Quito is the capital of Ecuador and sits at almost 10,000 feet above sea level. It was so strange flying in as we are used to seeing cities situated in valleys with mountains rising around them. Quito however sits on what looks like the sawed off tops of mountains with deep crevices separating the different parts of the city. We were warned our lungs would take a few days to adjust to the altitude, and mine definitely did.
We arranged before we left home to hook up with the Quito Iglesia de Christo (Church of Christ) and the EQEB (Escuela Quitena de Estudios Biblicos) to meet some fellow Christians, learn about the work they do there and hopefully help out a bit. We weren’t sure though quite exactly what to expect. It turned out to absolutely exceed all of our expectations. Our contact Kent Marcum was in the states while we were here, but made thorough arrangements for us. For starters the hotel he reserved for us was super nice - two large rooms with a connecting door and large corner windows with an inspiring view of the mountains. Then the staff at the school (thank you Joshua and Byron) were so welcoming. Our assignment turned out to be painting the exterior wall and fence of the lovely colonial style building that belongs to the school. That was a bit intimidating as it is a very pretty building and I certainly didn’t want to be responsible for messing it up! Luckily we have Mark who knows his way around a paintbrush. He quickly took charge, and Wilder, Peyton and I just did what he told us. In the end we were tired and sore and proud of our work. We also enjoyed meeting many of the students of the school and members of the church and learning about all of the work they do there.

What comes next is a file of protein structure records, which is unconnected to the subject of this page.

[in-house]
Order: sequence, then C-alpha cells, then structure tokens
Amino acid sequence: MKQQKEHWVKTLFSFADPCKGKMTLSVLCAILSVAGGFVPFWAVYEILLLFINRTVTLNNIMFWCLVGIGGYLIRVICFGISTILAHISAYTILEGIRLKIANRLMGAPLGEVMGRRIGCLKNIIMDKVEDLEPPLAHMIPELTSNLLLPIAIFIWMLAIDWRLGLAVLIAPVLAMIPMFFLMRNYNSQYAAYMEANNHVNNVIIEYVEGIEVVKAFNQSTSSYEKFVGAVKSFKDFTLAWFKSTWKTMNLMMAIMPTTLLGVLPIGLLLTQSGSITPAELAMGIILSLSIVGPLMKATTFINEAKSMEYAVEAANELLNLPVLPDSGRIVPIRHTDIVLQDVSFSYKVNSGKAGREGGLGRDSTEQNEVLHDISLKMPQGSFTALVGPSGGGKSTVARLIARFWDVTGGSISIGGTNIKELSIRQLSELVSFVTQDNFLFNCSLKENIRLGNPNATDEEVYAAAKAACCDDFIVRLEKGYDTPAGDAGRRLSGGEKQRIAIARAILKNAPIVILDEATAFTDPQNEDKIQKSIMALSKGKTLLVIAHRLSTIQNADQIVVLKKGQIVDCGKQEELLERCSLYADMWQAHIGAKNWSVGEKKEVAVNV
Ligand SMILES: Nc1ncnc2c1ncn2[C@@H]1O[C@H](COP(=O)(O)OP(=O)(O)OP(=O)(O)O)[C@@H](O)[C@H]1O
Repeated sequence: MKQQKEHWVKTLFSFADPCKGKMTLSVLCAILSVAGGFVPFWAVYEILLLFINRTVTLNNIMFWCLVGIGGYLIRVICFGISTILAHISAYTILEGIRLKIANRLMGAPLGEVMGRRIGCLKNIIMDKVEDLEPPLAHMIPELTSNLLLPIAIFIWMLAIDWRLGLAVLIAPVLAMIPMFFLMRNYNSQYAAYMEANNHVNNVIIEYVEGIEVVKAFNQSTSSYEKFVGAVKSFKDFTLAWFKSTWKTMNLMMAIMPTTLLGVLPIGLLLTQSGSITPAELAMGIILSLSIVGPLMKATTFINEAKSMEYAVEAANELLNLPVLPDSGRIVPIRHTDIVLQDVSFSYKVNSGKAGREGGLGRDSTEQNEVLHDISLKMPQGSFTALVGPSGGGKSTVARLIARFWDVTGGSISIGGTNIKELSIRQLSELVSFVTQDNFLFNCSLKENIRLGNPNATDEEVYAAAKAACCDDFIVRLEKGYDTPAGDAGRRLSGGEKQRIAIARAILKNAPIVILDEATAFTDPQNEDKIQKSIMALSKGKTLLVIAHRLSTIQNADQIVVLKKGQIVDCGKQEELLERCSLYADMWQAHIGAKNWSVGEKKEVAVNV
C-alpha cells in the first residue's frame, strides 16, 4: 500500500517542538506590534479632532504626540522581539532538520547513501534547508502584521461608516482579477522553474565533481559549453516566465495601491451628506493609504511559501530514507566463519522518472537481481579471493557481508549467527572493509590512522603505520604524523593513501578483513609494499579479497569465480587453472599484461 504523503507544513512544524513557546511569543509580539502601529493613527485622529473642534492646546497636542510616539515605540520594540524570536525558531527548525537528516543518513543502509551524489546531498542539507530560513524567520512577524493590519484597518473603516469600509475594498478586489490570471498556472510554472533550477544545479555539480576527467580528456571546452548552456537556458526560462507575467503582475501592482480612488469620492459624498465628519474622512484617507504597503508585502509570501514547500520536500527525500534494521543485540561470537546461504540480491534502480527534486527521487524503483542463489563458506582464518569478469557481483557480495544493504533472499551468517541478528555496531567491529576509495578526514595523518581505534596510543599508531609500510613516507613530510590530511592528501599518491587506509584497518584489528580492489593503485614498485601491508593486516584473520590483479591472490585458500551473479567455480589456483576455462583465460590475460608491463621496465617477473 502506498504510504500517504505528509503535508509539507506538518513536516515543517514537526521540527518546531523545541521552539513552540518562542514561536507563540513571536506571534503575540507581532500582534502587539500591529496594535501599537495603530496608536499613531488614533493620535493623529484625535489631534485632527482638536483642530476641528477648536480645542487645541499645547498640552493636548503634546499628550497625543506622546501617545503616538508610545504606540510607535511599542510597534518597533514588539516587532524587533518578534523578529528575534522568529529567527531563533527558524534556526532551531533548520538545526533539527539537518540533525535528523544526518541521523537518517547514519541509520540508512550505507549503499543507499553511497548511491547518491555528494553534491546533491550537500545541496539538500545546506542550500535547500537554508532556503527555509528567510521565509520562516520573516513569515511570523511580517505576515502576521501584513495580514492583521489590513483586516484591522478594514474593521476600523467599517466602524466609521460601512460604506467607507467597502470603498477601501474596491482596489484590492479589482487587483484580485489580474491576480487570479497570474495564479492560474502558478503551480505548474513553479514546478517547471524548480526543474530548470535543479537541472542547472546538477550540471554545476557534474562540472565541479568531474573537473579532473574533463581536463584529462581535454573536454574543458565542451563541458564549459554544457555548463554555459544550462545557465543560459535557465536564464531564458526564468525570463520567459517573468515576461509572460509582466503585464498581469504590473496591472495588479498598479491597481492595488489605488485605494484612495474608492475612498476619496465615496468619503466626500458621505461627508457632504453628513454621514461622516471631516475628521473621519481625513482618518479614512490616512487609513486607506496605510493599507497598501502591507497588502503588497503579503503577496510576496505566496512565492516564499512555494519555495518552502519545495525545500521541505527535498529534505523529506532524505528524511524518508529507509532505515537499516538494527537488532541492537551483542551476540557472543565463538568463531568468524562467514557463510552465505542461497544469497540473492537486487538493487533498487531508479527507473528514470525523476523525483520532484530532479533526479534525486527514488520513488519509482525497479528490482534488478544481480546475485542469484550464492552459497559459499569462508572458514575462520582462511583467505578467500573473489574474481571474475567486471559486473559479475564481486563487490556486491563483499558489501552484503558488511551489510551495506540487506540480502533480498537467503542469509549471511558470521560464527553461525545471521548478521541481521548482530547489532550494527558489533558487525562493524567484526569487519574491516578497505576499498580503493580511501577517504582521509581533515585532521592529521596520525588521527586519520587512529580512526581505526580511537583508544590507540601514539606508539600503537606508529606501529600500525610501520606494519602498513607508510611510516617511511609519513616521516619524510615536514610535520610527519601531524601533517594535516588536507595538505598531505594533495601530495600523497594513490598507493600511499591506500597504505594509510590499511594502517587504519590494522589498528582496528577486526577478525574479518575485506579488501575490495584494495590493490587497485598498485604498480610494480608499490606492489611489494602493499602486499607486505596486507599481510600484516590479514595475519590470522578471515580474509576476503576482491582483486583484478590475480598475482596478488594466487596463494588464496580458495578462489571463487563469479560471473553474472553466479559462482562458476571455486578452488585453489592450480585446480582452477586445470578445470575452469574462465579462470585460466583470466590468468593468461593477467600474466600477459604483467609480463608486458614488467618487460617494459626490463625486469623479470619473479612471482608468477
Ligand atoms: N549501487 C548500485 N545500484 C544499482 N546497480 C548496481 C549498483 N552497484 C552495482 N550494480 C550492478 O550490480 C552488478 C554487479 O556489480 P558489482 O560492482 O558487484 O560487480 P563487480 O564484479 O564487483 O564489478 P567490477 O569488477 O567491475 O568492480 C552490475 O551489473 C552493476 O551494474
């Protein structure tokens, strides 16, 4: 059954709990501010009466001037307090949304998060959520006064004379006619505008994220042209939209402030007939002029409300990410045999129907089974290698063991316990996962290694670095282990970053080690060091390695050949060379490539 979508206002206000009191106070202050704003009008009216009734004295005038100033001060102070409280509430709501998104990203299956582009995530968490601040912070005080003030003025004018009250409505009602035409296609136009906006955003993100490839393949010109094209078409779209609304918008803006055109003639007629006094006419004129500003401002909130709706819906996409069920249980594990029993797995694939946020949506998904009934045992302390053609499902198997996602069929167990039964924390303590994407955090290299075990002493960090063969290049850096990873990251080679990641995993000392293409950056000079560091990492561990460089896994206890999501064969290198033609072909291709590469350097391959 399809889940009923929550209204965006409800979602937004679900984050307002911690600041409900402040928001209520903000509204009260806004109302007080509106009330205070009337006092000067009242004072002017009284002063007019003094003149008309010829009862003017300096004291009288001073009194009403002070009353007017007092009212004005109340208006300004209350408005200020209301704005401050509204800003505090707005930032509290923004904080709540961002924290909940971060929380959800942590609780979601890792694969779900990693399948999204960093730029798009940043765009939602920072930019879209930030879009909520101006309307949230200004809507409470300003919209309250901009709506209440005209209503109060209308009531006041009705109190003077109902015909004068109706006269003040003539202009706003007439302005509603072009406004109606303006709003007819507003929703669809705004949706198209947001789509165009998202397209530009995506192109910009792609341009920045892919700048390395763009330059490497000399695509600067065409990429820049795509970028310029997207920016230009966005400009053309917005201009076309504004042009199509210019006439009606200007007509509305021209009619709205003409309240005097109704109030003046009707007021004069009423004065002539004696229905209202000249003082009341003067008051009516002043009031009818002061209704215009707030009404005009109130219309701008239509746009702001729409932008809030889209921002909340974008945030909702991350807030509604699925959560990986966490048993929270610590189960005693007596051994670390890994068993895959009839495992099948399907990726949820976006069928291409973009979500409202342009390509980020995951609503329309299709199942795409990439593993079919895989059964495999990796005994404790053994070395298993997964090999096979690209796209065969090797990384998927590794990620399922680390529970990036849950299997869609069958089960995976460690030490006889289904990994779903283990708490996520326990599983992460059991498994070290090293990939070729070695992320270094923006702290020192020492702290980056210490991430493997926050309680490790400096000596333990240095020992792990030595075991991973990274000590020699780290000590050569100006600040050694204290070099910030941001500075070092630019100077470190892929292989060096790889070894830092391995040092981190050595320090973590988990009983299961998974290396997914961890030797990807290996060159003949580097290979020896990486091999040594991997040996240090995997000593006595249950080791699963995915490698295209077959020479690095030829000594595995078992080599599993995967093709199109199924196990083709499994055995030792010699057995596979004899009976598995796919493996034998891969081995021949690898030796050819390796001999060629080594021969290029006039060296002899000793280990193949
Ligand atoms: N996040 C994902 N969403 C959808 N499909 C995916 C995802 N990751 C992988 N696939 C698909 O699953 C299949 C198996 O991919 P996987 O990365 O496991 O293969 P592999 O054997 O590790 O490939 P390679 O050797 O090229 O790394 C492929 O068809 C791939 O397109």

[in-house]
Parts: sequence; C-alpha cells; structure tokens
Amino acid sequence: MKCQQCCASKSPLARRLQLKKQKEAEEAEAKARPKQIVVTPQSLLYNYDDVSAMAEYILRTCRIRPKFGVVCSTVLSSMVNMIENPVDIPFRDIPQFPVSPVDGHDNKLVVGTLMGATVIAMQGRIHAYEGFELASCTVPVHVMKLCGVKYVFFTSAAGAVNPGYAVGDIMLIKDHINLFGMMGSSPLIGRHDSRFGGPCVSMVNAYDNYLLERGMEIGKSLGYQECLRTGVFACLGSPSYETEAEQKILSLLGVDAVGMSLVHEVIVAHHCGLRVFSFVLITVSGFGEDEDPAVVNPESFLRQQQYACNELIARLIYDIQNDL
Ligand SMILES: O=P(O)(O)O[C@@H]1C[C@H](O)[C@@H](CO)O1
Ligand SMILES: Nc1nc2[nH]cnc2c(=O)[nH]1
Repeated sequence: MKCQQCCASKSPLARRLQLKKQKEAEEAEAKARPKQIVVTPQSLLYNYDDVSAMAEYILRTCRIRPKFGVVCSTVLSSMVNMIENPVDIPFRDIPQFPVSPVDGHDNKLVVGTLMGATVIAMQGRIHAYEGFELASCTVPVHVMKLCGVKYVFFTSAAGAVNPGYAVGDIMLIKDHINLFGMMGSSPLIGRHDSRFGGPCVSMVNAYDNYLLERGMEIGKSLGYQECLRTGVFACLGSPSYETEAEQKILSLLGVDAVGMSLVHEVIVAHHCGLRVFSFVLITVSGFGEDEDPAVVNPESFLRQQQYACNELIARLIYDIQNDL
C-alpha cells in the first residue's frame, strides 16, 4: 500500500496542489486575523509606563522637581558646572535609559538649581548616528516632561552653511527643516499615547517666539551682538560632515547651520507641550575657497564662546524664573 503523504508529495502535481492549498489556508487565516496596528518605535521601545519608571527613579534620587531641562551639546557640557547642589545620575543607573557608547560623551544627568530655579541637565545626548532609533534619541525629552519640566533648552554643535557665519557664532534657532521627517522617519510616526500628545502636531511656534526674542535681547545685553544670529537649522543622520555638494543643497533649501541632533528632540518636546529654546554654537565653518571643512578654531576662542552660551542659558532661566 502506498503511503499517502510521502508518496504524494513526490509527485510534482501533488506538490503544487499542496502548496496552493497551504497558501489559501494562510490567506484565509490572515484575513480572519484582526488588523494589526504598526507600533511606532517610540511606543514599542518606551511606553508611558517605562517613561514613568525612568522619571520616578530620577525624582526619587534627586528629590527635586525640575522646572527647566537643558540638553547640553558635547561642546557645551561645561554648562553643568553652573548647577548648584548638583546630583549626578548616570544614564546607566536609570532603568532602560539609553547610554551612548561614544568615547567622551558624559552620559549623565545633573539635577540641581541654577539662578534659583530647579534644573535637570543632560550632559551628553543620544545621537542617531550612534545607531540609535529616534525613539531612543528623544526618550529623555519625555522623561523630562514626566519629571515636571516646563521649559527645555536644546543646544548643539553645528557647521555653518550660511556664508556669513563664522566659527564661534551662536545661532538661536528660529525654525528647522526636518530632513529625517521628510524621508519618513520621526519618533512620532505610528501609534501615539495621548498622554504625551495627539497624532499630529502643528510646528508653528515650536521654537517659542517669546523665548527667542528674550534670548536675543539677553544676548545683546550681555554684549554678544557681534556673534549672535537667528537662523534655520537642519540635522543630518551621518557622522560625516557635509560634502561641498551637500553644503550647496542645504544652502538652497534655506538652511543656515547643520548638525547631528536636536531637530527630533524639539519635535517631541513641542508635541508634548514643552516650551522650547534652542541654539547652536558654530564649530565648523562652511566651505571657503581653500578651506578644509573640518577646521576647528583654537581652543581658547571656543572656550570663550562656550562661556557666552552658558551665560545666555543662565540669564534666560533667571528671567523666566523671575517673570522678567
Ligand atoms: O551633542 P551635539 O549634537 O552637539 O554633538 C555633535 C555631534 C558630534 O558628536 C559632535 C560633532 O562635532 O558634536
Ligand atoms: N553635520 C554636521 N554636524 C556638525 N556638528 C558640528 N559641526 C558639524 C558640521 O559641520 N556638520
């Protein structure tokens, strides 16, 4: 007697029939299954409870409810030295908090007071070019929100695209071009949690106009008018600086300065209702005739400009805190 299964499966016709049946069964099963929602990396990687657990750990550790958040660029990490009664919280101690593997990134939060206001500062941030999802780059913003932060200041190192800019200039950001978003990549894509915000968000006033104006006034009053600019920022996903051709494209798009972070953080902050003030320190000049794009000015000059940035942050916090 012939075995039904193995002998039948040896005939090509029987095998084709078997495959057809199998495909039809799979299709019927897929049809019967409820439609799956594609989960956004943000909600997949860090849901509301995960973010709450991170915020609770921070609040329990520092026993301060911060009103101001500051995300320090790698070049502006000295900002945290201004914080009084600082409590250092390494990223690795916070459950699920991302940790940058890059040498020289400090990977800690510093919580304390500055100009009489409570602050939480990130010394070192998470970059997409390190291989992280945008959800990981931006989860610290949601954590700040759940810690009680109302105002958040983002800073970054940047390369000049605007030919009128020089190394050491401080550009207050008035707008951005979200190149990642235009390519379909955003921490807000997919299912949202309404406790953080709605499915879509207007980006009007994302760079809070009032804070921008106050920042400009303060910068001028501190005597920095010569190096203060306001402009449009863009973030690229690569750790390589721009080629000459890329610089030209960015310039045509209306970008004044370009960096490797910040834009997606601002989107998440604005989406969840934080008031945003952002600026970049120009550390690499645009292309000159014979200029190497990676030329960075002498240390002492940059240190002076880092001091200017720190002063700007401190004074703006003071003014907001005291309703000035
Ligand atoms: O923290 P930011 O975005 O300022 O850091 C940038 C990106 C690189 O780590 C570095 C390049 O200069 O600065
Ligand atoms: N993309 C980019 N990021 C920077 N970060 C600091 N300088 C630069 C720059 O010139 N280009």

In our free time in Quito we caught up on our internet work (school for kids and travel planning for me), toured the President’s Palace and Quito’s Cathedral and also scaled the very impressive Basilica (the kids said it was more fun than a Disneyland ride – I wussed out and waited where the stairs turned into what looked like scaffolding). We also ate some good meals and continued Peyton’s tour of around the world ice cream. We have figured out that food has become a big focus of each and every day. We spend a lot of time figuring out where we will get it and trying to make sure it doesn’t cost too much. Then it turns out that whether or not we like it can really affect our mood. I think that between our activity level and the relative scarcity of food we are keen to eat, we have definitely already lost a few pounds (so for those of you betting – you now know who is ahead). This of course is not at all unwelcome!
On the last day, before we caught our flight out to Madrid, we attended services with the congregation at Quito. Much to the embarrassment of the kids, I found myself getting teary eyed during the song service. Something about 500 Ecuadorians singing hymns I’ve known since childhood translated into Spanish and in enthusiastic acapella unison just filled my soul to overflowing. I tried to explain later to the kids how that will invariably result in water leaking from my eyes, but somehow I don’t think they got it. I will just have to hope that something on this trip will affect them similarly, even if the evidence isn’t quite so visible.
We are headed now for Madrid, Spain. We’ve made a reservation at an apartment in the heart of the city for the first three days. After which we hope to book train tickets to Portugal before catching our flight on August 30th to Morocco. In the meantime however we are NOT looking forward to the 12 plus hour trip in coach seats!
Thank you so much for all of the emails and comments on Facebook. We are so happy to hear any news of home, and your encouragement makes all the difference. I think I can report that we have finally got our trip legs and are looking forward to whatever comes next.